Abuse and neglect are the main reasons kids go into foster care: in the UK alone over 65,000 children live with foster families. What these vulnerable children need is a stable home, but too often a foster match falls apart, and these youngsters end up being shifted from family to family in a punishing cycle.
Loubna Bouarfa says she has a solution, she’s using artificial intelligence (AI) to flag less stable foster families who might need extra support—and to help better foster matches be made in the first place.
She’s the founder of British startup Okra, which has used historic data on successful and unsuccessful foster matches to make evolving predictions about the stability of a match. It has, she says, a 93% accuracy rate of identifying foster pairings that will not break down.
A member of the European Commission’s High Level Expert Group for Artificial Intelligence, Bouarfa first presented her methodology at the at ISPOR healthcare conference in November 2018. Now she’s launching a pilot programme with Britain’s government authorities to test her AI in the real world.
“If we can keep a child in one family for two years we can ensure they have a future as an ordinary child, even if the placement isn’t always easy,” Bouarfa tells Sifted.
Inspired by healthcare
Bouarfa wasn’t always focused on fixing social care. When she first founded Okra in 2015 her mission was to use AI to improve healthcare outcomes.
The Moroccan-born technologist had completed a PhD on the subject at Delft University in the Netherlands before becoming a research associate at Britain’s Imperial College London. After this, she worked as a consultant for the medical market and spent a stint at AI-powered fintech startup Featurespace (which raised €28m last week).
Okra’s first customers were big pharma companies seeking to benefit from AI analysis of medical data. “We stretched to social care because it is very similar to healthcare in many ways,” Bouarfa explains.
Both healthcare and foster care have a need for early intervention (spotting cancer patients early on, for example, or a problematic foster match), and both benefit from prediction programmes (where analysis of evidence can help prescribe a better drug, or a more stable foster match).
“What excites me about AI is how we can embrace uncertainty, not stigmatise it or be scared of things we don’t know,” says Bouarfa. “We can use the information we have at hand to know what is the most likely path to success.”
Pioneering AI for social care
Excited to expand into the foster care space, Bouarfa sought an introduction with Jim Cockburn, a social worker who founded his own agency Foster Care Associates in 1994. Cockburn went on to lead Okra’s €3.62m Series A round in March 2018: funding which allowed the team to build and test cutting-edge AI systems for foster care from St John’s Innovation Centre in Cambridge (just a few miles from the city’s historic centre).
Okra trained its initial AI on thousands of existing foster care matches. It had access to 10 years of historic data from an (undisclosed) leading foster care agency, and used the first eight years to train the model, and the last two years to check the outcomes of the model.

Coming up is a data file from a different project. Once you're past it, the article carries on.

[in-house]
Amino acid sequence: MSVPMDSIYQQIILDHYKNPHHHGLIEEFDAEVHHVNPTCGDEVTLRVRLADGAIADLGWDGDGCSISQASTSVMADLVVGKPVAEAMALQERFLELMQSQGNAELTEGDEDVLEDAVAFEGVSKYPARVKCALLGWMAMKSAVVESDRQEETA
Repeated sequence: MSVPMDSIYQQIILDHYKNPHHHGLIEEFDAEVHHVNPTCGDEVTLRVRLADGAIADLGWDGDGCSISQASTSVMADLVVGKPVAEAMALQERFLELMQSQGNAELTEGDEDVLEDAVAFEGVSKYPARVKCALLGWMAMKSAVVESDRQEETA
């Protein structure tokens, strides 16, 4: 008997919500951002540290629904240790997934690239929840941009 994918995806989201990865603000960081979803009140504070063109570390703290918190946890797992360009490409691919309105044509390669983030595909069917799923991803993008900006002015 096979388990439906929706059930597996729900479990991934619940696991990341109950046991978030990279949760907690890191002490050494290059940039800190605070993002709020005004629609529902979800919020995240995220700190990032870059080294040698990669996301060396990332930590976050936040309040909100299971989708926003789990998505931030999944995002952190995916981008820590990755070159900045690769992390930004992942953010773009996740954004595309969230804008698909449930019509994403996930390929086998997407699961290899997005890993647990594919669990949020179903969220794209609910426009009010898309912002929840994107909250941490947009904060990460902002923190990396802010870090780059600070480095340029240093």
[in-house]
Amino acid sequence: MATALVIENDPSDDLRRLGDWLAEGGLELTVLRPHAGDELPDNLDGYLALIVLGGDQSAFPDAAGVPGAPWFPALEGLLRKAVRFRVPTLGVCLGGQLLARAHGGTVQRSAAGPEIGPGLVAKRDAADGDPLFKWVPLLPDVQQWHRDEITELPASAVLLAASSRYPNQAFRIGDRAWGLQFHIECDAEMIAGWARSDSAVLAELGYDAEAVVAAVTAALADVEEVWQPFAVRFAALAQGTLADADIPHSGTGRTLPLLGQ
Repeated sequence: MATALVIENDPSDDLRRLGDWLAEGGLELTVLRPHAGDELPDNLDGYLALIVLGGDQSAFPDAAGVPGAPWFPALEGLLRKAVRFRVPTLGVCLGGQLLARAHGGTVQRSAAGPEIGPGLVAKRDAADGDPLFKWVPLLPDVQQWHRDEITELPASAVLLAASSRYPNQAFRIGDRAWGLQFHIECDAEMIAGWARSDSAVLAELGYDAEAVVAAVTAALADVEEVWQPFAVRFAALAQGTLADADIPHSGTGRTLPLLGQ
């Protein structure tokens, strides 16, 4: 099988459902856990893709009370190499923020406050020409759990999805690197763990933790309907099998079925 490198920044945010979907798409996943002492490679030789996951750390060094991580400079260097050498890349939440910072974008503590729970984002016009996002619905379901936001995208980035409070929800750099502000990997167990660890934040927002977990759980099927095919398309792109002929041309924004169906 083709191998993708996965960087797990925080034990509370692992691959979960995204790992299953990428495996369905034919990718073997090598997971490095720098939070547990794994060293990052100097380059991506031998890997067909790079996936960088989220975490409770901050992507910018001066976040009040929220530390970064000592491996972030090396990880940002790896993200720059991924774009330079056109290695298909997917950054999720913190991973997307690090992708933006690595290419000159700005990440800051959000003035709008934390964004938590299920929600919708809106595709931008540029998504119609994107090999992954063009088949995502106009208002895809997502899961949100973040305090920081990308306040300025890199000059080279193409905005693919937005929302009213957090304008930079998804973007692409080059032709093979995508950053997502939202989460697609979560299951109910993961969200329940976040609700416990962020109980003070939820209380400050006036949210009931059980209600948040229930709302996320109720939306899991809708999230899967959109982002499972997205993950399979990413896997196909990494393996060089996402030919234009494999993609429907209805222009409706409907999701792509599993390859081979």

In this process, Okra’s AI learned which factors might result in a breakdown where a child is leaves a foster carer. For example, it learned that placement instability is sometimes higher if a foster carer is inexperienced with children, or if a child has previous failed matches or a history of incidents (things like family fights or running away).
Okra’s report which Bouarfa unveiled at ISPOR says its AI is 93% accurate at predicting a successful stable foster care match, and 86% accurate at identifying a foster match breakdown (when a child is moved on).
Okra’s study was based on real-world historical data and outcomes. It wasn’t a live study and so couldn’t be used by real-life social workers to inform their decisions. This is why Okra is now working with select local authorities in England to determine how its AI interpret local data sets and inform real-time decision making.
As of 2019, social workers are being invited to use Okra’s tools on their smartphones to proactively offer more support to less stable matches (in a bid to prevent breakdowns). Local authorities will also be able to use the AI to help better allocate children into stable foster placements. This live pilot will confirm whether Okra’s algorithms are as effective in real life as they are on paper.
If Okra’s UK pilot is successful, Bouarfa plans to scale across the UK and into Europe. However, the founder does not foresee a smooth journey ahead. “For foster care and healthcare, the main bias for scaling is regulation,” says Bouarfa pointing to GDPR.
Regulation like GDPR, and attitudes around it, made it challenging for Okra to access data: its tools are only able to learn from lists of placements, incidents and success rates and it has few background details about individual children or carers. “Imagine how much more accurate we could be in our suggestions for the social worker if we could see data around age or demographic,” Bouarfa says.
Reducing data regulation for AI businesses is something Bouarfa is currently pushing in Brussels within the European Commission’s High Level Expert Group for Artificial Intelligence. One way the entrepreneur believes Europe can reduce regulation is by making allowances for companies that (unlike Google and Facebook) are focused on “creating a better future” rather than profit. (Bouarfa recently read and recommends The Age of Surveillance Capitalism, by American scholar Shoshana Zuboff, which discusses this topic).
“It’s important to identify the reasons we are building tech: are you linked to sustainable development goals like improving climate sustainability, wellbeing, or education?” says Bouarfa. “I see no point in developing technology that does not add value for our society.”